This post contains affiliate links, but all opinions are my own. Read my full disclosure statement here.
I’m someone who has a ton of hobbies, all of which I love equally. From balancing them all, I’ve learned that it can be hard to stay within budget while doing what you love – it’s easy to get caught up and before you know it, your money is gone.
Below are some areas that I find myself constantly having to keep in check. Take a look at how I manage to save money without sacrificing anything I love to do:
1. Read the menu before you go
Most restaurants have menus online, which can make it easier to figure out which places or meals are in your price range. This way there are no surprises when you arrive.
2. Drink water
Skip the alcohol and soda. Water is free!
3. Ask your waiter or waitress about discounts are promotions
If you don’t ask, you won’t know. We recently dined out and received an unadvertised movie ticket promotion simply because we asked. A lot of restaurants even have apps and email lists to join and receive a discount.
4. Pay with a cash back card
If you’re already planning on spending, why not get some type of reward from doing so? Small amounts of cash back can really add up.
5. Pick a “kids eat free” restaurant
This can be a huge money saver. Check our what days your favourite places offer “kids eat free” promotions.
Upgrading & Decorating your Home
1. Utilize Amazon
I have found the best deals surfing amazon. Keep a list of what you’re looking for and search it every single day. Prices on amazon change all the time!
2. Create a running list in order of importance
Do you need a new dining room light before new hallway art? Decide what’s important to you, make a list, and try to complete the items in order. This can prevent impulse purchases and allow you to complete projects before starting new ones.
3. Frequent your favourite stores
Here in Canada I visit Winners, Marshalls, Home Sense, and Michaels weekly. Clearance items come and go fast, so keep your eyes peeled and keep checking.
Before you throw anything away, consider how you could reuse it. Search “the item + upcyle” on Pinterest and see what others have done.
5. Create vision boards and stick to your theme
Impulse buying things that don’t actually fit the feel of your home is a total waste of money. Unless you know exactly where it’s going before you buy it, leave it at the store.
Crafting & DIY’s
1. Be Realistic
Are you really going to be able to hand carve a wooden owl? Probably not. Maybe save this one for a “someday” project instead of spending the money now.
2. Limit the number of projects you take on
Sometimes taking on too many DIY projects at once can make you unfocused and rushed, therefor spending more money.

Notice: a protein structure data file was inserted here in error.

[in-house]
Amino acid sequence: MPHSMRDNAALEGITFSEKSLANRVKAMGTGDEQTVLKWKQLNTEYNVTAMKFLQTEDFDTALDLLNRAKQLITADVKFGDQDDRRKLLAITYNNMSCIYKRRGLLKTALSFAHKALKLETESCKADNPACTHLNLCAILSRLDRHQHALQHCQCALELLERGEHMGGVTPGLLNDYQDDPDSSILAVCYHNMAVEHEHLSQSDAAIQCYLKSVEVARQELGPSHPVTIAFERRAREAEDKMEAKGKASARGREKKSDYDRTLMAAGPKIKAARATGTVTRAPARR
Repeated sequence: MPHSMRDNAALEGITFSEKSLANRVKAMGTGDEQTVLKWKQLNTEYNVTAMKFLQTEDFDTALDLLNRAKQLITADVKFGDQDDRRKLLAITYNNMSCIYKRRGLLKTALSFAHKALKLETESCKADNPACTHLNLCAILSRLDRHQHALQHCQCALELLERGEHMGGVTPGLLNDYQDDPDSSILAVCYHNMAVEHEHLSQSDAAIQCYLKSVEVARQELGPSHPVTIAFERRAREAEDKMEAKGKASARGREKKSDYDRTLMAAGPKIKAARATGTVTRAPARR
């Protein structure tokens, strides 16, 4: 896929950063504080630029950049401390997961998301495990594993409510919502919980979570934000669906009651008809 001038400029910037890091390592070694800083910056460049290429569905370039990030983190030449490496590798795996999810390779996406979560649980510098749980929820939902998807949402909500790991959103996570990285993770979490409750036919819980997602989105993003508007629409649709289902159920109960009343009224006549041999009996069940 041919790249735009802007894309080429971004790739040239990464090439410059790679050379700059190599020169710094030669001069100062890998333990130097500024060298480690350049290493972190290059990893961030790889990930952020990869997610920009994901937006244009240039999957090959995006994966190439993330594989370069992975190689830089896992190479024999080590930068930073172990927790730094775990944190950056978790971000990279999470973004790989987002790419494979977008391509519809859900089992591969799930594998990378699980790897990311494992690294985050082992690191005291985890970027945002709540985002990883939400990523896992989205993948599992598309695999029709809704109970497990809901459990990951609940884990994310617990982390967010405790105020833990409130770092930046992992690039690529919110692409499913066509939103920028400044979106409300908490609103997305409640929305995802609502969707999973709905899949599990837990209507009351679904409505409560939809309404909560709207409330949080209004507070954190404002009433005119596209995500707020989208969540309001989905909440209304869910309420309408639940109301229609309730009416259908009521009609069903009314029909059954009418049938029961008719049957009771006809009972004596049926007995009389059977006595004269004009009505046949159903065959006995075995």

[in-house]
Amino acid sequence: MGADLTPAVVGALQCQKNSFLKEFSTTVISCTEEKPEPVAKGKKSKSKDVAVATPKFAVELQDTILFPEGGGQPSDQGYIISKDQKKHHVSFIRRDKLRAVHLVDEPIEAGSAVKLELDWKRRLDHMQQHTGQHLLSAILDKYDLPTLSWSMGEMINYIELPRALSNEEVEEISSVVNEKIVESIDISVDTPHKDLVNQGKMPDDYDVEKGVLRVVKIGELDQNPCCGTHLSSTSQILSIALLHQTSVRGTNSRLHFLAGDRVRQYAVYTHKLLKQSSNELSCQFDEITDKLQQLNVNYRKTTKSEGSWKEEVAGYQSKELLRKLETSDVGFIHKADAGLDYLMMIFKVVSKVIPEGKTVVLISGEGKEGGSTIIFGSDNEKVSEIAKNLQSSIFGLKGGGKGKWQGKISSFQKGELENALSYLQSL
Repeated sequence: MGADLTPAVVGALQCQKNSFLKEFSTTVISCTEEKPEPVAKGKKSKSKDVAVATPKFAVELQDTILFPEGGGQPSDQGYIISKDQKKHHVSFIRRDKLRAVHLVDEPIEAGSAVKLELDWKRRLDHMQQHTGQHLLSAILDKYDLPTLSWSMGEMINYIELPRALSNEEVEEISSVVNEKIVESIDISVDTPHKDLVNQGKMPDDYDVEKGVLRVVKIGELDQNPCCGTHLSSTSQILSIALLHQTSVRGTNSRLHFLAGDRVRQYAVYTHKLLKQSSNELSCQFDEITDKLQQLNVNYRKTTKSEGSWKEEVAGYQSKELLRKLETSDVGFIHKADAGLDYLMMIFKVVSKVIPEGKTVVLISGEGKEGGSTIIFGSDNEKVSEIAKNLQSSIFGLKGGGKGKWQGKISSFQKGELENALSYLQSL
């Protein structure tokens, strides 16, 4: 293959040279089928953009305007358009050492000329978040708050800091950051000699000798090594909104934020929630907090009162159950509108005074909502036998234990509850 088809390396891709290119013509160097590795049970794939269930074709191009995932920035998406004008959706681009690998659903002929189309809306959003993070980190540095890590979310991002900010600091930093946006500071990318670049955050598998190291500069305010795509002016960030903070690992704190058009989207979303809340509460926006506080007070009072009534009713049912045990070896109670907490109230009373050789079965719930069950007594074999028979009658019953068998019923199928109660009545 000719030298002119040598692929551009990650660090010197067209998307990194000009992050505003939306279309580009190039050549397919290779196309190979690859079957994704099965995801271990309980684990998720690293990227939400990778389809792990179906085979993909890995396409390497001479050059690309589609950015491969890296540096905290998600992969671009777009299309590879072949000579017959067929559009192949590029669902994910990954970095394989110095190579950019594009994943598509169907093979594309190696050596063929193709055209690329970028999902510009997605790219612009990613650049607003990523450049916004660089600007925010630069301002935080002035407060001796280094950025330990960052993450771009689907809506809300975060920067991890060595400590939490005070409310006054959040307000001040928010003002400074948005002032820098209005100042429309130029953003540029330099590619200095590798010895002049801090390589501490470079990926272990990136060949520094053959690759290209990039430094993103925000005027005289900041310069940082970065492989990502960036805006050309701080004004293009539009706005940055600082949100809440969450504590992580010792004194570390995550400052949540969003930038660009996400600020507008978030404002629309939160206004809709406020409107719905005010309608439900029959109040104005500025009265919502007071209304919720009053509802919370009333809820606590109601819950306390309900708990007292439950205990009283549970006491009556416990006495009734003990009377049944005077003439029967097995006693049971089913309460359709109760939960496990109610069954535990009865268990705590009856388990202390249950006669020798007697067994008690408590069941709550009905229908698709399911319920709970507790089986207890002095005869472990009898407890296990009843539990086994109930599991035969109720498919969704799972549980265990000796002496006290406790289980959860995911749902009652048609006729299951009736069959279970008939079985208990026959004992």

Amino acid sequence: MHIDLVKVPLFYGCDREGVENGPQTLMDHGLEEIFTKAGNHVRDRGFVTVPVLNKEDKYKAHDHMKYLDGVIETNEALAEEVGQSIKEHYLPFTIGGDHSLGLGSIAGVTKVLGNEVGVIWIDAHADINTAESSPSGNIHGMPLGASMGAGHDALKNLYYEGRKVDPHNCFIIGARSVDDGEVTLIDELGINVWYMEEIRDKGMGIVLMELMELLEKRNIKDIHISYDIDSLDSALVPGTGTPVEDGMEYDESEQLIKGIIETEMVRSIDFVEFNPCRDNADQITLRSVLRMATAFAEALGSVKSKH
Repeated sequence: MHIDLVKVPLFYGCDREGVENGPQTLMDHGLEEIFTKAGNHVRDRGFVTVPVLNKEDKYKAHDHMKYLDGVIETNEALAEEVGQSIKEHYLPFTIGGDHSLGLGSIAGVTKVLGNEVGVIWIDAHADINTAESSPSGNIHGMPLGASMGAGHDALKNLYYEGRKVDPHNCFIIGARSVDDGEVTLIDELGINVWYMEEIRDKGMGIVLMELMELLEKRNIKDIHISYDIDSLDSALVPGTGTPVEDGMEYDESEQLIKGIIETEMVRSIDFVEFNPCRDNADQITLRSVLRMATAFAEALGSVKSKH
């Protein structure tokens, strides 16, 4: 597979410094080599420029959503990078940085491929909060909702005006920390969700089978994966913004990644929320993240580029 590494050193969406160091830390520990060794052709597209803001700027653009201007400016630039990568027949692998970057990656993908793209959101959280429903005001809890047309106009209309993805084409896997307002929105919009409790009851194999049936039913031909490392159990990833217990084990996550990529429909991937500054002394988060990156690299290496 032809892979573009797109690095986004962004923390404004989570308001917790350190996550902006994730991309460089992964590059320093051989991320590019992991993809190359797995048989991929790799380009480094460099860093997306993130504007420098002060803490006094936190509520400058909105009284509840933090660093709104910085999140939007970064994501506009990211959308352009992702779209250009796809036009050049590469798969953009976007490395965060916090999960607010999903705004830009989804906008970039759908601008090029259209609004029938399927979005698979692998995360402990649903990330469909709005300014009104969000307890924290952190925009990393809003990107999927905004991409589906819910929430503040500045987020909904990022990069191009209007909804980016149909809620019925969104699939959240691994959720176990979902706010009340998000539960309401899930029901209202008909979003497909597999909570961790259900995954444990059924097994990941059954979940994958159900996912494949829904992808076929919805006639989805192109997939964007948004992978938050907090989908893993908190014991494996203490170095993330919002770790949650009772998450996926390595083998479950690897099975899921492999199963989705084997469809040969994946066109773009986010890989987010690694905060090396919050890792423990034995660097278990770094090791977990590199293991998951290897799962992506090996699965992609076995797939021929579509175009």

3. Be aware of costs before you dive in
Chalk painting an old dresser might seem like a cheap upgrade, but specialty items like chalk paint can be extremely expensive. Do your homework and budget your supplies.
4. Utilize the dollar store, yard sales, and thrift shops
Did you know grab bags at thrift shops are full of craft supplies? Plus, the dollar store carries a lot of the items that Michaels does for significantly less.
5. Don’t expect to make money right away
If you’re selling handmade or refinished items, don’t go all-in expecting a return right away. You might have to work at it, especially because in recent years the marketplace has become saturated by some of these goods.
Getting in Shape
1. Avoid jumping the gun
Take some time to see if you can really commit before spending any money at all on equipment or memberships.
2. Get creative
Use household items or buy an all-in-one kit instead of purchasing pricey equipment.
3. Do your research
I can’t stress this one enough. Research the price and what you’ll get out of every membership you purchase. My best advice is to ask about the cancellation policy. Some places charge upwards of $200 to cancel before the term ends!
4. Don’t take on too much too fast
You see it all the time. January first rolls around and someone decides it’s time to get fit. That person immediately drops hundreds on new activewear, a fitbit, and a gym membership. Spacing out these purchases will not only make sure you didn’t jump the gun, you’ll have fun rewards to look forward to.
5. Step outside your comfort zone
Most of us are good at putting in headphones and walking on the treadmill alone at the gym, but there are real savings in checking out local fitness programs and leagues. On top of saving money, you’ll be pushing yourself to meet new people.